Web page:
The Chamber of Bulk Oil Distributors (CBOD) says although the government has paid GH¢412 million of its debt to the members of the chamber, there is still an outstanding balance of $552 million.
Out of the amount, $480 million represents under-recoveries from 2013 to 2014, while $72 million stands for interest on pre-financing of the price under-recoveries from July 2011 to December 2014.
Under-recovery refers to the inability to fully recover the contract sum at which products are supplied to the market as a result of negative differential between the exchange rate applied by the National Petroleum Authority (NPA) in determining prices at the pump and the exchange rate at which the Bank of Ghana supplies foreign exchange to honour the supply contract.
This situation is the resultant effect of the depreciation in the cedi.
The chamber, however, acknowledged that more than GH¢412 million had been accrued in over-recoveries (profit) to pay off price under-recoveries (loss) due to its members.
According to the chamber, the GH¢412 million was the balance for under-recovery for subsidies on petroleum products for the period from July 2011 to December 2013.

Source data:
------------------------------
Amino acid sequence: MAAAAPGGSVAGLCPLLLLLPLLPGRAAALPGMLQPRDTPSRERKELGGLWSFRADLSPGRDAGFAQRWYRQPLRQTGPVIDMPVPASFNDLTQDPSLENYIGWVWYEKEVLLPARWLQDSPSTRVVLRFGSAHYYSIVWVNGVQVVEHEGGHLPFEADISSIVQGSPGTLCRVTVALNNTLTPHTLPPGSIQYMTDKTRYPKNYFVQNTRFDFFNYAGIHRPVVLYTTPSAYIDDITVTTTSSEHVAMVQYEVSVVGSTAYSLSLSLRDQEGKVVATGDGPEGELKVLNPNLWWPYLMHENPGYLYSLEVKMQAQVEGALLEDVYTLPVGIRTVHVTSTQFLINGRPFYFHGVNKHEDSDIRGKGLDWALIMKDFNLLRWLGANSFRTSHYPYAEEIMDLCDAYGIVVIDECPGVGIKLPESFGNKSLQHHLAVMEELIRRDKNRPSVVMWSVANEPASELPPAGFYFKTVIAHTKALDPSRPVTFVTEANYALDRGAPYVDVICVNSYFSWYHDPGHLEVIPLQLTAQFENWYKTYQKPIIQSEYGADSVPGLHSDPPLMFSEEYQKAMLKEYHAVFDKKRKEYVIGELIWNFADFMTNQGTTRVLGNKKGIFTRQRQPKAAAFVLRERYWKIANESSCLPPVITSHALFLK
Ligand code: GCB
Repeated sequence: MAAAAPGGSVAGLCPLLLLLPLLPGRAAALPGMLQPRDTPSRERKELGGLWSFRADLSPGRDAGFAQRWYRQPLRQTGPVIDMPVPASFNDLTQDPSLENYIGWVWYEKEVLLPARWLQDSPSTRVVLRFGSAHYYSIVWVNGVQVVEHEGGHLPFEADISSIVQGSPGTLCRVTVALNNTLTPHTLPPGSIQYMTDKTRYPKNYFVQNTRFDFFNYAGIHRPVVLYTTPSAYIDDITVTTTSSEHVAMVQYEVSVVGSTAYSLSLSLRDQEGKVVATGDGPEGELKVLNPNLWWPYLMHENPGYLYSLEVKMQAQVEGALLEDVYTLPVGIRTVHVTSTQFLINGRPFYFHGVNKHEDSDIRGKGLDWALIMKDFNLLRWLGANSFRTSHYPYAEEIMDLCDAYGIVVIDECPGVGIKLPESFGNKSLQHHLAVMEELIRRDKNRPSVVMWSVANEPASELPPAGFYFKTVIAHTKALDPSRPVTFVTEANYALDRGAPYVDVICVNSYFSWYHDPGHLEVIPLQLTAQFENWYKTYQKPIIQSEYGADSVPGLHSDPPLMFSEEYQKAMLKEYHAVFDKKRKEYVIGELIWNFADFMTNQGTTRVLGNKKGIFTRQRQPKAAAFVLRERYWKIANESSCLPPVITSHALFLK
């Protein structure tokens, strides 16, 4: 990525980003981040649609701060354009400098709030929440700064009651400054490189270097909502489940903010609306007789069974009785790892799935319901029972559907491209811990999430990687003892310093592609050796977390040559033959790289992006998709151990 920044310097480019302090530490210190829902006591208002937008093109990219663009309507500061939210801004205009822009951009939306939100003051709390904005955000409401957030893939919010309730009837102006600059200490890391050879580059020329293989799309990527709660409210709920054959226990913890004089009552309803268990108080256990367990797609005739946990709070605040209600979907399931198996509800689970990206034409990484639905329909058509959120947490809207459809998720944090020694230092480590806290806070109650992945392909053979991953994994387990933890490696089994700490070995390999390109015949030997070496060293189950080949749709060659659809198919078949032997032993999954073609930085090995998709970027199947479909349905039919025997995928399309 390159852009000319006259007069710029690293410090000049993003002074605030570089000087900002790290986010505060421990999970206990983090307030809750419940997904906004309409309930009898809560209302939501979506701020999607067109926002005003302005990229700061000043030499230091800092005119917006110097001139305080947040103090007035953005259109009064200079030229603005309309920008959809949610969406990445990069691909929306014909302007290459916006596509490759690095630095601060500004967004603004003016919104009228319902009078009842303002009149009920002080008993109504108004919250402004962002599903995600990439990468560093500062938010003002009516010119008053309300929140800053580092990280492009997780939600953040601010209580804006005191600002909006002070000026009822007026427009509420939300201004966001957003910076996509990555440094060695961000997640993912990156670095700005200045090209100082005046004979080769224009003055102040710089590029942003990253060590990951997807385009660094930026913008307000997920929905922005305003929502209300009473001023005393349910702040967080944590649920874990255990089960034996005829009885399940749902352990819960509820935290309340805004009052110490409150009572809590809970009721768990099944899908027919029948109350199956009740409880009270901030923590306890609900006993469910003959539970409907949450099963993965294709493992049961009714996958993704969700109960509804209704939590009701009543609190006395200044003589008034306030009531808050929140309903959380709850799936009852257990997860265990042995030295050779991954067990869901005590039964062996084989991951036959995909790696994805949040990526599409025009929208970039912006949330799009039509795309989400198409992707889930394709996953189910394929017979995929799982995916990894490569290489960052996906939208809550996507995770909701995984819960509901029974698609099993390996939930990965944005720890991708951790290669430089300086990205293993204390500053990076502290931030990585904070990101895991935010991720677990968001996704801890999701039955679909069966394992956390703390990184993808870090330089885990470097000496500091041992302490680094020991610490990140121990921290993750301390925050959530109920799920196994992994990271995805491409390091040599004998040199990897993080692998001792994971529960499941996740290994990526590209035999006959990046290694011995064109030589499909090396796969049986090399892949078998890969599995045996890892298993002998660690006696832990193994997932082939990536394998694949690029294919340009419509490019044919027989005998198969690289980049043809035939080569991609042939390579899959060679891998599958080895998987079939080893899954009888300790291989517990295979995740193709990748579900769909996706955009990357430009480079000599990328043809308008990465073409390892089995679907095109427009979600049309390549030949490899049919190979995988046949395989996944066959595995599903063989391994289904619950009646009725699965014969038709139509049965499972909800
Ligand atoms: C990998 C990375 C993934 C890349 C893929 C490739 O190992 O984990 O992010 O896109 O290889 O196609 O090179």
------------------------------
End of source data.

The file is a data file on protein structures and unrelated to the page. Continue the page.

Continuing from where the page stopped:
In an interview with the Daily Graphic in Accra yesterday, the Chief Executive Officer (CEO) of the chamber, Mr Senyo Hosi, explained that the money was recouped from gains made from the drop in crude oil prices on the world market.
In June last year, the government released an amount of $150 million to enable Bulk distribution Companies (BDCs) to lift petroleum products to feed the market.
“The impression being created is that the government has fully settled its debts with the BDCs but let it be on record that the government still owes us,” Mr Hosi noted.
He said the BDCs were reconciling their figures for onward submission to the NPA for audit.
Ghanaians faced shortage of petroleum products in the last week of June 2014 due to liquidity challenges faced by the BDCs.
Financiers of the BDCs declined to release more funds for the purchase of petroleum products because the BDCs were highly indebted to them.
The government on the other hand was also indebted to the BDCs.
An international audit firm, Ernst and Young, was contracted by the Ministry of Finance in the second week of June 2014 to audit the claims of the Bulk Distribution Companies (BDCs) before payment.
It has since completed its work and it was based on its final report that the government settled the rest of its July 2011 to December 2013 debt.
Cause of debt
The government’s indebtedness to the BDCs was as a result of forex losses, which was attributed to the depreciation of the cedi.
The government did not pass on the loss to the consumer through forex subsidy, which in the end piled up the debt from June 2011 to December 2013.